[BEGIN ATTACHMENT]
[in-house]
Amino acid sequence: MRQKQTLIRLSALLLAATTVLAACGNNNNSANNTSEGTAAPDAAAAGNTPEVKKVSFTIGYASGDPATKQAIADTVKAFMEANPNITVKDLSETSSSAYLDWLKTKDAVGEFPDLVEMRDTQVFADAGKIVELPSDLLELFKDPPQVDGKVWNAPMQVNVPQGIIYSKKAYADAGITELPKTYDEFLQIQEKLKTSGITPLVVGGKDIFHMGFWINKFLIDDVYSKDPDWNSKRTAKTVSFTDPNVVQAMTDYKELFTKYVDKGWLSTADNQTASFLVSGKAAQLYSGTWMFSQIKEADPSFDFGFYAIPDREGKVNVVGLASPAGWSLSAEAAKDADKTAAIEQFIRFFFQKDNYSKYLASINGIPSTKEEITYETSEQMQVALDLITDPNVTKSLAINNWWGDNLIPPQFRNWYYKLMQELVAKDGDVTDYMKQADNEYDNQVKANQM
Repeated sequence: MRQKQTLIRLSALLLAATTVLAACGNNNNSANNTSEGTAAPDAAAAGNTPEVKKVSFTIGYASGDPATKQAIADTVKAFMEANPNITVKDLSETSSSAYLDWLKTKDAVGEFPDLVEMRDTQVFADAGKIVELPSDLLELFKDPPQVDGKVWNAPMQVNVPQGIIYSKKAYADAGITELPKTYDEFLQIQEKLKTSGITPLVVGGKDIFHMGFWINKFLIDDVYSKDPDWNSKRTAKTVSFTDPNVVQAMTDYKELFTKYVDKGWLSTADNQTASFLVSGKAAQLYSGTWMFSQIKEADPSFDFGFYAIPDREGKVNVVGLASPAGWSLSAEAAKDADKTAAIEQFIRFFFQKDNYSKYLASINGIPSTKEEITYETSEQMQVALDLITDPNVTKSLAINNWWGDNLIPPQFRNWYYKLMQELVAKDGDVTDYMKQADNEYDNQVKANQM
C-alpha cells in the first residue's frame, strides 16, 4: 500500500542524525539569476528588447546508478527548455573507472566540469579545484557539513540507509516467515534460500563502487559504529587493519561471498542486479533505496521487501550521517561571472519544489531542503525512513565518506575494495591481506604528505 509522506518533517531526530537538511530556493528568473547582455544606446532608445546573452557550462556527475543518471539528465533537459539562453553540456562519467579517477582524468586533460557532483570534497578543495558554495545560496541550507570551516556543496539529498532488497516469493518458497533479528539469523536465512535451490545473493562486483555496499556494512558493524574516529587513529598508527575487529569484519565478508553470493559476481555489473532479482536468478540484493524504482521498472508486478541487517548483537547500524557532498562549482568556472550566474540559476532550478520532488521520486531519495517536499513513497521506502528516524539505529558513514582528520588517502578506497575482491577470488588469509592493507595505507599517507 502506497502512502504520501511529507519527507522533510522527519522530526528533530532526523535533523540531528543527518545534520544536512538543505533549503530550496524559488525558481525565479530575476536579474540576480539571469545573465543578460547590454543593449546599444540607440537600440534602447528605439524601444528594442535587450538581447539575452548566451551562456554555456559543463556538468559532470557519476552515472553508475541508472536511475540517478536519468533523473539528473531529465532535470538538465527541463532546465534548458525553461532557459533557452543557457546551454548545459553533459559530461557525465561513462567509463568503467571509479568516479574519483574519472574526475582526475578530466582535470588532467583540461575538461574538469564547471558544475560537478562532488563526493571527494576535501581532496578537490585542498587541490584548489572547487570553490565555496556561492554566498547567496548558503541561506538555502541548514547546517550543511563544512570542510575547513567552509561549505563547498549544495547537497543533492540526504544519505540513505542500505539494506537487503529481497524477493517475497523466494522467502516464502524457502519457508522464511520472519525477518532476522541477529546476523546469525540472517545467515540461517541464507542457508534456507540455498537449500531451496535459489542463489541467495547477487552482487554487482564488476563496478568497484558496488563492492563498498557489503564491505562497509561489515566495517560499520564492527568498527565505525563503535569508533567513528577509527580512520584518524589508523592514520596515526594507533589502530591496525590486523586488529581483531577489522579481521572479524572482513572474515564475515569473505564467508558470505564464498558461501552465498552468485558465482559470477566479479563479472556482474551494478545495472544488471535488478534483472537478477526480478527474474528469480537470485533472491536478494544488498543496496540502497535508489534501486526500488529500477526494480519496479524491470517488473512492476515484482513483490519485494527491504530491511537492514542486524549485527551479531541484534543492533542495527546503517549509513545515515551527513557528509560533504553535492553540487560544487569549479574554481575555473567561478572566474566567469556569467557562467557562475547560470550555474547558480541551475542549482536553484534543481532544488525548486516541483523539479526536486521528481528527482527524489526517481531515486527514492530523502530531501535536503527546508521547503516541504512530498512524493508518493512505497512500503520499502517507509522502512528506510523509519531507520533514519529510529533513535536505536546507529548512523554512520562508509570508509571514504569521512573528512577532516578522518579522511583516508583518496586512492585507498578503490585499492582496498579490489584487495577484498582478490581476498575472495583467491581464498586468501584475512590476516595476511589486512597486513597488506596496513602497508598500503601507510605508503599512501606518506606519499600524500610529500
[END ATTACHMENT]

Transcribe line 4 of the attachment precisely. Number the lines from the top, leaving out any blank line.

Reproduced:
C-alpha cells in the first residue's frame, strides 16, 4: 500500500542524525539569476528588447546508478527548455573507472566540469579545484557539513540507509516467515534460500563502487559504529587493519561471498542486479533505496521487501550521517561571472519544489531542503525512513565518506575494495591481506604528505 509522506518533517531526530537538511530556493528568473547582455544606446532608445546573452557550462556527475543518471539528465533537459539562453553540456562519467579517477582524468586533460557532483570534497578543495558554495545560496541550507570551516556543496539529498532488497516469493518458497533479528539469523536465512535451490545473493562486483555496499556494512558493524574516529587513529598508527575487529569484519565478508553470493559476481555489473532479482536468478540484493524504482521498472508486478541487517548483537547500524557532498562549482568556472550566474540559476532550478520532488521520486531519495517536499513513497521506502528516524539505529558513514582528520588517502578506497575482491577470488588469509592493507595505507599517507 502506497502512502504520501511529507519527507522533510522527519522530526528533530532526523535533523540531528543527518545534520544536512538543505533549503530550496524559488525558481525565479530575476536579474540576480539571469545573465543578460547590454543593449546599444540607440537600440534602447528605439524601444528594442535587450538581447539575452548566451551562456554555456559543463556538468559532470557519476552515472553508475541508472536511475540517478536519468533523473539528473531529465532535470538538465527541463532546465534548458525553461532557459533557452543557457546551454548545459553533459559530461557525465561513462567509463568503467571509479568516479574519483574519472574526475582526475578530466582535470588532467583540461575538461574538469564547471558544475560537478562532488563526493571527494576535501581532496578537490585542498587541490584548489572547487570553490565555496556561492554566498547567496548558503541561506538555502541548514547546517550543511563544512570542510575547513567552509561549505563547498549544495547537497543533492540526504544519505540513505542500505539494506537487503529481497524477493517475497523466494522467502516464502524457502519457508522464511520472519525477518532476522541477529546476523546469525540472517545467515540461517541464507542457508534456507540455498537449500531451496535459489542463489541467495547477487552482487554487482564488476563496478568497484558496488563492492563498498557489503564491505562497509561489515566495517560499520564492527568498527565505525563503535569508533567513528577509527580512520584518524589508523592514520596515526594507533589502530591496525590486523586488529581483531577489522579481521572479524572482513572474515564475515569473505564467508558470505564464498558461501552465498552468485558465482559470477566479479563479472556482474551494478545495472544488471535488478534483472537478477526480478527474474528469480537470485533472491536478494544488498543496496540502497535508489534501486526500488529500477526494480519496479524491470517488473512492476515484482513483490519485494527491504530491511537492514542486524549485527551479531541484534543492533542495527546503517549509513545515515551527513557528509560533504553535492553540487560544487569549479574554481575555473567561478572566474566567469556569467557562467557562475547560470550555474547558480541551475542549482536553484534543481532544488525548486516541483523539479526536486521528481528527482527524489526517481531515486527514492530523502530531501535536503527546508521547503516541504512530498512524493508518493512505497512500503520499502517507509522502512528506510523509519531507520533514519529510529533513535536505536546507529548512523554512520562508509570508509571514504569521512573528512577532516578522518579522511583516508583518496586512492585507498578503490585499492582496498579490489584487495577484498582478490581476498575472495583467491581464498586468501584475512590476516595476511589486512597486513597488506596496513602497508598500503601507510605508503599512501606518506606519499600524500610529500